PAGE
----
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The onClipEvent() handlers were largely surpassed when Flash 6 came out in 2001. Unfortunately many tutorials, etc. were made with the old style and never updated. So many folks come to Flash and some how learn those and never change – despite the, to me at least, obvious benefits of the MovieClip.onClipEvent approach.
David Stiller has written a good article about it:
And, they have been depreciated. If you publish for AS3, then you won't be able to put code on instances – only in external .as files and timeline/frames.
The load event is instance based vs code on the timeline (of that movie
clip) being symbol based. If you have 2 copies of that symbol on your
main timeline, code within the symbol's timeline will always be the same for
both of those copies. Using the onClipEvent(load) event handler you can
change the code for each instance individually because you can easily write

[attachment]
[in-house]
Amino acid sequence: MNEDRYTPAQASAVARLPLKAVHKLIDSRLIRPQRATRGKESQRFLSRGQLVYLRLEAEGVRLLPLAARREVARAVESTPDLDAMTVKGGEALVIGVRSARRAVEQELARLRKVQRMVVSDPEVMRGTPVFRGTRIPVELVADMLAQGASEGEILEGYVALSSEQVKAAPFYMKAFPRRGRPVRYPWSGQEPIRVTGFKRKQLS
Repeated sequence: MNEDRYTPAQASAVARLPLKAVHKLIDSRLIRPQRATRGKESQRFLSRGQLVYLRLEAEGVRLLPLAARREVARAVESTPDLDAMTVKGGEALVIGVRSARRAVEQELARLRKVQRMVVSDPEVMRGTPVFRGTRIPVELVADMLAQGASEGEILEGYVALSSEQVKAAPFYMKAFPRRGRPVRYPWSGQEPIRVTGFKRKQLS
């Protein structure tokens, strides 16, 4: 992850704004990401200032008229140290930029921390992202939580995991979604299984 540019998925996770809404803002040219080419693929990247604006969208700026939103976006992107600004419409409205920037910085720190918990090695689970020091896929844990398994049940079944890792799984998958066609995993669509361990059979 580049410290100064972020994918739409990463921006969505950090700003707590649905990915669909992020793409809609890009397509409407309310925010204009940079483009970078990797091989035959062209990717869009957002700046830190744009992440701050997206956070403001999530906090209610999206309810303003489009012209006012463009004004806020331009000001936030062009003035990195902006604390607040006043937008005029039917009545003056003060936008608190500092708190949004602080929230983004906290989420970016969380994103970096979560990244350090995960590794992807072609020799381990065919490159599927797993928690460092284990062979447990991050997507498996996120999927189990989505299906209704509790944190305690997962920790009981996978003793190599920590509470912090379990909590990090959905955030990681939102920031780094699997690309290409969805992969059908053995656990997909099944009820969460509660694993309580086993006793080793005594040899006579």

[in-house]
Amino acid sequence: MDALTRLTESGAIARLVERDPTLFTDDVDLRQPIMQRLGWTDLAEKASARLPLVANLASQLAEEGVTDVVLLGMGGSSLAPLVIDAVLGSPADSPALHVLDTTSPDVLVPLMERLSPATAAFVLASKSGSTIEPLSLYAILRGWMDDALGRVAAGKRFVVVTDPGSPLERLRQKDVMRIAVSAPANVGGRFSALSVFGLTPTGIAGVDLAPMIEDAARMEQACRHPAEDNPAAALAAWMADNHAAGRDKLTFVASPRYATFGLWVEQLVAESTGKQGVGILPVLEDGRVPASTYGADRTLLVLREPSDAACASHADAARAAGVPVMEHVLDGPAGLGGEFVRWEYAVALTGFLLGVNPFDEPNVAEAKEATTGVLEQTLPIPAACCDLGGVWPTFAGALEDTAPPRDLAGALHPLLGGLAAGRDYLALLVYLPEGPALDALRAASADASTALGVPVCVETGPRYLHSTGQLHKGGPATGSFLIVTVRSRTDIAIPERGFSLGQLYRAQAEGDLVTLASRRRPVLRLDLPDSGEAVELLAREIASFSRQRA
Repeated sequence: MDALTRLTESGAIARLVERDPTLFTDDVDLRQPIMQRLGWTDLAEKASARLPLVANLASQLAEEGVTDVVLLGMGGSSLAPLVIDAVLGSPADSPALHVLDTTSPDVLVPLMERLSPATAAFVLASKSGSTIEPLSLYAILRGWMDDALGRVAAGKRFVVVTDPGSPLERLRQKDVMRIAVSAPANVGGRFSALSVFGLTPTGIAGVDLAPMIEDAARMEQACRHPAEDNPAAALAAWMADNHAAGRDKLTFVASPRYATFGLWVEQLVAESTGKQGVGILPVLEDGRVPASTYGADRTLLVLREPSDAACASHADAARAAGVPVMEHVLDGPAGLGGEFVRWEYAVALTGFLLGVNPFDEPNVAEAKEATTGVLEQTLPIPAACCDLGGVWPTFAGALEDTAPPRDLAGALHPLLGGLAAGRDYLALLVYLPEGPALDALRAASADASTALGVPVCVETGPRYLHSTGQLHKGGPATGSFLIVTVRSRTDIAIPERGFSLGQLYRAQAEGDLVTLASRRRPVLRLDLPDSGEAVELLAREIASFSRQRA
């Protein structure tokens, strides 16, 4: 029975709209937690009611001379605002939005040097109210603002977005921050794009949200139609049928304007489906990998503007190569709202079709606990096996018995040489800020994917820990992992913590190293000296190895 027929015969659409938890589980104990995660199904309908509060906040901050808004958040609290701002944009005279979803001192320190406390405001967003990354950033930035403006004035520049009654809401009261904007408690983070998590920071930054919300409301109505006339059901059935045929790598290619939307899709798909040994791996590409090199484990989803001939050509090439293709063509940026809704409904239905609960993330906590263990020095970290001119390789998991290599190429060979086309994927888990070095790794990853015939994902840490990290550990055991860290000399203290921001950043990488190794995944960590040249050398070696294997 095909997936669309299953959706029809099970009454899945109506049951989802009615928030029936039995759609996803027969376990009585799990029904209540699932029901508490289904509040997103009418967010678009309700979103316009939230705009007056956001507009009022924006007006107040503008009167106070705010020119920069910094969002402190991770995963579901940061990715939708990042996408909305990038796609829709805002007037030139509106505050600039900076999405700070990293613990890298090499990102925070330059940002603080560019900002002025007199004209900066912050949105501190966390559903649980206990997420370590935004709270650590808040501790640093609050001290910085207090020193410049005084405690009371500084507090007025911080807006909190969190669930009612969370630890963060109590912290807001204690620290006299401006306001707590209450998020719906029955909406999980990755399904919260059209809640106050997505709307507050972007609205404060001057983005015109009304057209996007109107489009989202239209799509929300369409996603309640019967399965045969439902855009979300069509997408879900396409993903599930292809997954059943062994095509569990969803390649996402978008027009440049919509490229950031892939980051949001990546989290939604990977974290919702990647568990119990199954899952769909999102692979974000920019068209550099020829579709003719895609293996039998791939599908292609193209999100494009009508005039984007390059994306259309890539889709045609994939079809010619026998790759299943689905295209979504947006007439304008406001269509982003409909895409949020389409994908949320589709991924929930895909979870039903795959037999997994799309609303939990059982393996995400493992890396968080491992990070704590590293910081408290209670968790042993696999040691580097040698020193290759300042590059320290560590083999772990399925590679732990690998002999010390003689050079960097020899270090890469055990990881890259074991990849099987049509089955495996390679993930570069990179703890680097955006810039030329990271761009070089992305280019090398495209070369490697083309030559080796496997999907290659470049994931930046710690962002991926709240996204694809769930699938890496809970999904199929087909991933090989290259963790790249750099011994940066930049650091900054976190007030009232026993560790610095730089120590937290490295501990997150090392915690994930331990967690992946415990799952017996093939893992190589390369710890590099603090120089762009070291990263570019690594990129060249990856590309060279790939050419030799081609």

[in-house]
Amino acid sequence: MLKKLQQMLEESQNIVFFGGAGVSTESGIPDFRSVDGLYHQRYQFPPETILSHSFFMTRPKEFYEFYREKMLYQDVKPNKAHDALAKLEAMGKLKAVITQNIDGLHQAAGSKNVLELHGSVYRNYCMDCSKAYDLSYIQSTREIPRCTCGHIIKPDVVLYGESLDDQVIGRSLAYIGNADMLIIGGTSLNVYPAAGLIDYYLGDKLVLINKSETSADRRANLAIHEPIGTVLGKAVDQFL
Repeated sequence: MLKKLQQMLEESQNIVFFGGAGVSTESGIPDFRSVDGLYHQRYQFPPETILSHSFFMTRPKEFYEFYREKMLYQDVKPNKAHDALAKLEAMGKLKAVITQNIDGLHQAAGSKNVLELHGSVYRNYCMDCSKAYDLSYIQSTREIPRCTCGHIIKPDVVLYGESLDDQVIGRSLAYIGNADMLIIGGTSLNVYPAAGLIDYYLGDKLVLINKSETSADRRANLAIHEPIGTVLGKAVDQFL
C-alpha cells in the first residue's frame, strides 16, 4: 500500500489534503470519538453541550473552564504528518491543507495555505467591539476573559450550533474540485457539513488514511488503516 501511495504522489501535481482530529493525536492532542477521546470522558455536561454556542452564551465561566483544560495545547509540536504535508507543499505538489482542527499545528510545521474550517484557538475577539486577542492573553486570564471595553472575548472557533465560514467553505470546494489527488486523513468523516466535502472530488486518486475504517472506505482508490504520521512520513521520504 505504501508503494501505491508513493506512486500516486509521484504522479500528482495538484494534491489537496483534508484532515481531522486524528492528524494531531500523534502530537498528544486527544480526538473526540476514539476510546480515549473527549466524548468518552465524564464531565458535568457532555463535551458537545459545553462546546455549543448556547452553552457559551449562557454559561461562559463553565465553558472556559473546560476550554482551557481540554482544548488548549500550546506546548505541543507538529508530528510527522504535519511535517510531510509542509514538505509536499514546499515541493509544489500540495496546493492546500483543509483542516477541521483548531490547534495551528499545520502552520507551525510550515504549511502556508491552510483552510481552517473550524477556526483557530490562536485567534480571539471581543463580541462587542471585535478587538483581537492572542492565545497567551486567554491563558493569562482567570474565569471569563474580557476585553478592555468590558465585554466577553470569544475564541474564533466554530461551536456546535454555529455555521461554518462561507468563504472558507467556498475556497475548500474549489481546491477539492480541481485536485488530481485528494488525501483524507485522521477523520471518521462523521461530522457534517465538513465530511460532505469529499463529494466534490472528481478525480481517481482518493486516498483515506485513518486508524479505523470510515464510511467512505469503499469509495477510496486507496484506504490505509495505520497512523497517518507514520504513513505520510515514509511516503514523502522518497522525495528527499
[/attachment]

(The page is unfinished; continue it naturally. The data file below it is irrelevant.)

two different load handlers for both.
As Rothrock said, though, there isn't much point to using these kinds of
commands since Flash 6 and dynamic events, onClipEvent style events are
pretty dead in the water. Most people only use them now because they're
used to an older style of coding. onClipEvent(load) is actually an
exception in that there is no (direct) comparable dynamic event handler. An
onLoad exists, but only works in certain situations. Instead, you would
just write code directly within the parent timeline containing the movie
"OrangeHaze" <firstname.lastname@example.org> wrote in message
> Hello, I am curious if there is any benefit to putting code inside the
> onClipEvent(load) event handler instead of simply putting any code you
> want run
> on the very first frame of the movieclip? It seems that both yield the
> results; however, Adobe/Macromedia seems to discourage putting code
> directly on
> MovieClips and Buttons, so I'm actually curious why the onClipEvent
> handler has
> not been deprecated.